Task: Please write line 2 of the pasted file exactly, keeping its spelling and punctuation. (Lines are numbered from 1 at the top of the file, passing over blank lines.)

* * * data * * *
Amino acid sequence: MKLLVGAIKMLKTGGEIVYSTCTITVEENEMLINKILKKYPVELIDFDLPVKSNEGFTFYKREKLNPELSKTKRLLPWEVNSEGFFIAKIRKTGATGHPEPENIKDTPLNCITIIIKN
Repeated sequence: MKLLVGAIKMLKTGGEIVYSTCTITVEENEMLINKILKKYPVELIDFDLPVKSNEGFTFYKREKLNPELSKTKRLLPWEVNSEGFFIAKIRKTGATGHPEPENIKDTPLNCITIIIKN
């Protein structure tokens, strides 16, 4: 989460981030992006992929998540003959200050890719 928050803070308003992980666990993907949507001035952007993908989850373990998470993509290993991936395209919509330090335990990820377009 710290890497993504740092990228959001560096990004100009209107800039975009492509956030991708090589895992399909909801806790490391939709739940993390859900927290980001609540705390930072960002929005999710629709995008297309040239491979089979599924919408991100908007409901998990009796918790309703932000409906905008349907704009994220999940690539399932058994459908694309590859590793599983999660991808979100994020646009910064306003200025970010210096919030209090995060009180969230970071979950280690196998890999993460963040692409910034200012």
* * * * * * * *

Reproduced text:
Repeated sequence: MKLLVGAIKMLKTGGEIVYSTCTITVEENEMLINKILKKYPVELIDFDLPVKSNEGFTFYKREKLNPELSKTKRLLPWEVNSEGFFIAKIRKTGATGHPEPENIKDTPLNCITIIIKN